Ryanair forced to scrap controversial 'sexist' ads

The U.K's budget airline Ryanair has been forced to scrap a controversial advertising campaign featuring scantily-clad models for being "sexist".

Sky New reports that the promotion, which ran last November in British newspapers with the slogan "Red Hot Fares & Crew", was yanked by the Advertising Standards Authority (ASA)--U.K.'s independent advertising consumer watchdog -- after it sparked widespread complaints.

The ASA said one image, entitled "Ornella February", which showed a model pulling down the top of her pants with a thumb, was particularly "sexually suggestive".

Ryanair said the promotion, which took images from its 2012 cabin crew charity calendar, and says the pictures were not sexist because staff had volunteered to produce the images.  It said the ad was to help "promote" the charity calendar and that it did not consider the pictures to "unsuitable for public display."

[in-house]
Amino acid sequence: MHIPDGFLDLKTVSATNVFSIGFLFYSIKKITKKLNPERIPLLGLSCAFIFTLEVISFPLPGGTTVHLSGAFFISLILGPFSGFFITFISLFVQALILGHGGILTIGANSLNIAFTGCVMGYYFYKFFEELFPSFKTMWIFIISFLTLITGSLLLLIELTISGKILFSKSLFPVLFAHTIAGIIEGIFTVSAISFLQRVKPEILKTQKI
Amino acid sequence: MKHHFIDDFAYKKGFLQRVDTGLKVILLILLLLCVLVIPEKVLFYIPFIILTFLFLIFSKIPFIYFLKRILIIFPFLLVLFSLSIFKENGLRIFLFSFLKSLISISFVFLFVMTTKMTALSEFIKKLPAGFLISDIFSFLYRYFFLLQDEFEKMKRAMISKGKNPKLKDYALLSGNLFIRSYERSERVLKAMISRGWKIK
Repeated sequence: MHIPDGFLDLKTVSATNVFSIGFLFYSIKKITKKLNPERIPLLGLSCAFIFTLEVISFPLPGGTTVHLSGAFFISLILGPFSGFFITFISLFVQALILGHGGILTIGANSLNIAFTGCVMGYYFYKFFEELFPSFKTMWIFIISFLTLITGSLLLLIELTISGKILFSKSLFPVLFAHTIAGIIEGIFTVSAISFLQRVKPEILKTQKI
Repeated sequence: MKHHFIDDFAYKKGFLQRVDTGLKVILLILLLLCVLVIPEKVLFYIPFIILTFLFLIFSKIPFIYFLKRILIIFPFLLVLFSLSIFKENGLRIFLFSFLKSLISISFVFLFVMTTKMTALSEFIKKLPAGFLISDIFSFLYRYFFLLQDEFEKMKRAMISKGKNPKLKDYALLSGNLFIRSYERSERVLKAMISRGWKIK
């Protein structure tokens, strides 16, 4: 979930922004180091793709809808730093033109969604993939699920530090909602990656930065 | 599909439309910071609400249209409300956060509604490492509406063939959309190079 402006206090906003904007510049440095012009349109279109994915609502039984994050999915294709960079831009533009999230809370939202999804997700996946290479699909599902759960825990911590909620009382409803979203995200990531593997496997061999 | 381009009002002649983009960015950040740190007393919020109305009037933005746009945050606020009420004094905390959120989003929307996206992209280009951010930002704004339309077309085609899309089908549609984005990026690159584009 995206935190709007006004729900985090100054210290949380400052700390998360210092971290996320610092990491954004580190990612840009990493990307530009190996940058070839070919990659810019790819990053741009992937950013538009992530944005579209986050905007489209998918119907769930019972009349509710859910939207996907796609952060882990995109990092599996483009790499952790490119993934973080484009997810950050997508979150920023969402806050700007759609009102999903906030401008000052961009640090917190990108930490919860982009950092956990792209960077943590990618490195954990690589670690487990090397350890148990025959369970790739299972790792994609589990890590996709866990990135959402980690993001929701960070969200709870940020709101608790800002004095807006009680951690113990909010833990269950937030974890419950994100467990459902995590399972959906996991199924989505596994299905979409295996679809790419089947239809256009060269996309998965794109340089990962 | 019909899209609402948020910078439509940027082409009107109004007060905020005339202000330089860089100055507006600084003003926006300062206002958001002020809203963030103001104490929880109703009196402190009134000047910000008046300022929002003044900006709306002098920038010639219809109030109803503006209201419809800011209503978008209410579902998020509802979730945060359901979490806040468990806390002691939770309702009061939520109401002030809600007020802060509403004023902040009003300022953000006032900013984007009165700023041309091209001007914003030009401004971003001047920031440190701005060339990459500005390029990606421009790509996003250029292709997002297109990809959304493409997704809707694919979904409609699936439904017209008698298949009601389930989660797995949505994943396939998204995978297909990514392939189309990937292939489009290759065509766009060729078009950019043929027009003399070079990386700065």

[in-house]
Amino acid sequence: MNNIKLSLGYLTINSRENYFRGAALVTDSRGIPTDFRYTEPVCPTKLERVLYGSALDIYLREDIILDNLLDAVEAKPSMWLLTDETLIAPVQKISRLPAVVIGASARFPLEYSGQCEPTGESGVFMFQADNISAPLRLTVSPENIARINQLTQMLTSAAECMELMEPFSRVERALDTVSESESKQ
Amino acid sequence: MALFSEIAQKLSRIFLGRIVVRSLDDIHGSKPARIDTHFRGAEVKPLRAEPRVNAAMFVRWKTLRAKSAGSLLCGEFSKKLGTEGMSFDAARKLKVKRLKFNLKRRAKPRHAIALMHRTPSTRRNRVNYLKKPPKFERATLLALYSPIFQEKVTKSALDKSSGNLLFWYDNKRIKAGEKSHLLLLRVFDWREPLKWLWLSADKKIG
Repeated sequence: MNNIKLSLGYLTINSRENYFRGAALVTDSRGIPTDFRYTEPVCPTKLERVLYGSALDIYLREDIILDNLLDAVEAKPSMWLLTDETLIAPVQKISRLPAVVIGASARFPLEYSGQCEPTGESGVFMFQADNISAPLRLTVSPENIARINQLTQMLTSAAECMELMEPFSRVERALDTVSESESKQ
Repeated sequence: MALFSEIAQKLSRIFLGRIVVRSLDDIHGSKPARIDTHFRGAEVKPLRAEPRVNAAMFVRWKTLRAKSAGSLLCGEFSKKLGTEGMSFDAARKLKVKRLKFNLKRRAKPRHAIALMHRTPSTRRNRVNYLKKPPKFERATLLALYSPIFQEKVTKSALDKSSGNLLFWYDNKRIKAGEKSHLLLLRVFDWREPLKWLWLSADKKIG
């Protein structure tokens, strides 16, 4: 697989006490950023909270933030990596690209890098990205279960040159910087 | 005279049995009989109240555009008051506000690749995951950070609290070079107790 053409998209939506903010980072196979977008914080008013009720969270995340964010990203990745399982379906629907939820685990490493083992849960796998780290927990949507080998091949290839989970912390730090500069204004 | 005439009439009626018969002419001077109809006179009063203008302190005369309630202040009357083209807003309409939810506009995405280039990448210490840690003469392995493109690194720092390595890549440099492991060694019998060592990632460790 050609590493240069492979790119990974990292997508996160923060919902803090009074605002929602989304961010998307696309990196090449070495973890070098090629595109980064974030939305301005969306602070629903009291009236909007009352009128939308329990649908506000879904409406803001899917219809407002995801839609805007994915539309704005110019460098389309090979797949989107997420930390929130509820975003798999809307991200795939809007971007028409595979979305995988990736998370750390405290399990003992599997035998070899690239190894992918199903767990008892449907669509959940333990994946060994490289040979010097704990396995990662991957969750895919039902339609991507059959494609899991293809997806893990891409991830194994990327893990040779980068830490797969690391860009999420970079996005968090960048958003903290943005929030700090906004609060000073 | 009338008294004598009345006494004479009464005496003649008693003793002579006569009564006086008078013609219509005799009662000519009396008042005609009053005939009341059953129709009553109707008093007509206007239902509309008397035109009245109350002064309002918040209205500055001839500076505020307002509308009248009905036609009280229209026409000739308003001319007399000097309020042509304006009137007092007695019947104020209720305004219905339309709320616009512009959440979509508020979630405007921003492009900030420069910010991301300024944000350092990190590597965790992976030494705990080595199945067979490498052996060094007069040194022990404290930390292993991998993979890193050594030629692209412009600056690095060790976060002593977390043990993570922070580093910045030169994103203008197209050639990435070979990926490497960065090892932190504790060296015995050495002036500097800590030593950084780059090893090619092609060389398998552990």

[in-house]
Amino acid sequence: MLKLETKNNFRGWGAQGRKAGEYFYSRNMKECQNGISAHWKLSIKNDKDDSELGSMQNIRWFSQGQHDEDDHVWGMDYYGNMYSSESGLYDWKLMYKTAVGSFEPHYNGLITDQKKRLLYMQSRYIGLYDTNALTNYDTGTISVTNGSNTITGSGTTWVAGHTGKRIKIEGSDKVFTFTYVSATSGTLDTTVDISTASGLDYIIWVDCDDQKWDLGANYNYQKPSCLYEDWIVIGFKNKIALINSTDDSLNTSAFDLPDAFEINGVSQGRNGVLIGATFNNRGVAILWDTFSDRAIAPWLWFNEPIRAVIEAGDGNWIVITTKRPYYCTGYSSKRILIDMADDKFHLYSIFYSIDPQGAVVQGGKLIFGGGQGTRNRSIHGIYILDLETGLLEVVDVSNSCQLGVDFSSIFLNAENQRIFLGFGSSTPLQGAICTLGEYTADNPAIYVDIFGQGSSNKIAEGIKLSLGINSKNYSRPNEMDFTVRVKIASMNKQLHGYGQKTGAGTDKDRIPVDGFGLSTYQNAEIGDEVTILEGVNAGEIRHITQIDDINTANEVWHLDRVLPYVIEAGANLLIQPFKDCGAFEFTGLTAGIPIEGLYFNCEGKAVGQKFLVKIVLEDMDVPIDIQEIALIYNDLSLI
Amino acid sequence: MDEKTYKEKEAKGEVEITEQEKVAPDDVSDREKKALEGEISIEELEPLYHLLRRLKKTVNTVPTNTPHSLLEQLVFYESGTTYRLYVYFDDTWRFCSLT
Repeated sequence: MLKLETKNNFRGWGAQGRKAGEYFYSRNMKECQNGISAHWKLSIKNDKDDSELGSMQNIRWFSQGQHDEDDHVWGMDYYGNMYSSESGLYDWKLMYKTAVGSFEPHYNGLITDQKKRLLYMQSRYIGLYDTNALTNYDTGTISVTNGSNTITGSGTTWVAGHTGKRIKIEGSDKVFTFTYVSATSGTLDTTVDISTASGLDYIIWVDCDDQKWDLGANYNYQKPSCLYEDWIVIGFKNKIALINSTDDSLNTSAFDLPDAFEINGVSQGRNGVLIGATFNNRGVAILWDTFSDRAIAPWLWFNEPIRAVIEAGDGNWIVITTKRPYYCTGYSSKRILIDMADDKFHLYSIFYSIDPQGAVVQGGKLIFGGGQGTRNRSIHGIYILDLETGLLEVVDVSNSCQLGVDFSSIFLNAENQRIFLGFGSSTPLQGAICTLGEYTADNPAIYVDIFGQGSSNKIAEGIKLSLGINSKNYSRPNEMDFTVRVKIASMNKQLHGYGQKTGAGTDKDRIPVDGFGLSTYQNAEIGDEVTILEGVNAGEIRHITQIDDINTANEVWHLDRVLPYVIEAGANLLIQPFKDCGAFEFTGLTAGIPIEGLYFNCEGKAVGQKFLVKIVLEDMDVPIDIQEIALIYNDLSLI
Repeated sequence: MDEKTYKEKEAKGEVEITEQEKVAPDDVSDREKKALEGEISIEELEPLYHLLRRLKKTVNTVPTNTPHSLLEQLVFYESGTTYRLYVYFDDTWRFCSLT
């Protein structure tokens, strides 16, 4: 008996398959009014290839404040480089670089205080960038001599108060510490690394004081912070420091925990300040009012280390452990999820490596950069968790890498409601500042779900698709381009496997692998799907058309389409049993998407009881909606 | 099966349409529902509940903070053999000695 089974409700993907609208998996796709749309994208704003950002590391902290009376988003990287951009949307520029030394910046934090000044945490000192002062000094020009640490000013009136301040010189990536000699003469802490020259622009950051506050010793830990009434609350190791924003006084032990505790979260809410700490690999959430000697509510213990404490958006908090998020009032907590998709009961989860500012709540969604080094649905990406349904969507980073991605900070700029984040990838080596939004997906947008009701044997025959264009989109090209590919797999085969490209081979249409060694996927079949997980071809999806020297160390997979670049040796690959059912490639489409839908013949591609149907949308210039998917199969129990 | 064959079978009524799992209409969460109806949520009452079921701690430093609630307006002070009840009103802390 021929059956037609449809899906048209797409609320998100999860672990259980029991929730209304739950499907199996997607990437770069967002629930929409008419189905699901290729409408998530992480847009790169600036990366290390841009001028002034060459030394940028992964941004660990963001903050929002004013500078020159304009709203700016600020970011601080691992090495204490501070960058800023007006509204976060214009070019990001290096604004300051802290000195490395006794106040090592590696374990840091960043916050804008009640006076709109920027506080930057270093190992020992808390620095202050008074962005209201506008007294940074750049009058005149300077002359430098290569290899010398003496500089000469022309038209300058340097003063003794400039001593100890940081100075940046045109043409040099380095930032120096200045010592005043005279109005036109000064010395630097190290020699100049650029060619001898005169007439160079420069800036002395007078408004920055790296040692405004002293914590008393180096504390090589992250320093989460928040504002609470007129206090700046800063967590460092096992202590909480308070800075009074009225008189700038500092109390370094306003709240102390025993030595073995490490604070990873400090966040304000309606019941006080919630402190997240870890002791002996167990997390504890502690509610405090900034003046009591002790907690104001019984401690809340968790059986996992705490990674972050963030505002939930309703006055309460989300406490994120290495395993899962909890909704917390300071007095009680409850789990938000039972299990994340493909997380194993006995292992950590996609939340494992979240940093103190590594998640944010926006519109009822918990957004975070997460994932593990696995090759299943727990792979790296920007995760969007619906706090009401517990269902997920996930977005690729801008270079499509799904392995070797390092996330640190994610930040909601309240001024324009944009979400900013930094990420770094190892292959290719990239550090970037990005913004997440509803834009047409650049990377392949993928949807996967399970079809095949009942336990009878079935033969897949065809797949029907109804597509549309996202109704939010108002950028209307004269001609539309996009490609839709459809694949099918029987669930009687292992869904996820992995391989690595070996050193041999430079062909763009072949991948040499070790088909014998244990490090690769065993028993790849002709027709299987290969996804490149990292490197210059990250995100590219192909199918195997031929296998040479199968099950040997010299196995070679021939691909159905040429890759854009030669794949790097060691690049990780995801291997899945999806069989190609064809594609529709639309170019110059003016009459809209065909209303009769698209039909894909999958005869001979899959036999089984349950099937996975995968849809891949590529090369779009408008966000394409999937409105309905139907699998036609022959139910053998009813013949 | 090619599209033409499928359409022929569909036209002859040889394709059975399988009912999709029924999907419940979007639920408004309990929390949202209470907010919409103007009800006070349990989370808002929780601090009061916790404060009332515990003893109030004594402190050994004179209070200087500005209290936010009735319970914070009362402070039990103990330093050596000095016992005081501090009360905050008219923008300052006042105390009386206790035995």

The ASA didn't agree, saying that "most readers would interpret these images, in conjunction with the text "Red Hot Fares & Crew!!!" and the names of the women, as linking female cabin crew with sexually suggestive behavior," says Sky.

Complaints included some from the airline's staff .  One person named Ghada reportedly started an online campaign to ban the ads, promoting thousands of complaints in the U.K.. In November when she launched the campaign she wrote: "My work colleagues, many of whom are male, work hard with me to ensure the safety of our passengers. Safety is our number-one priority, not the brand of our underwear."

The advertisement have now been banned by the ASA.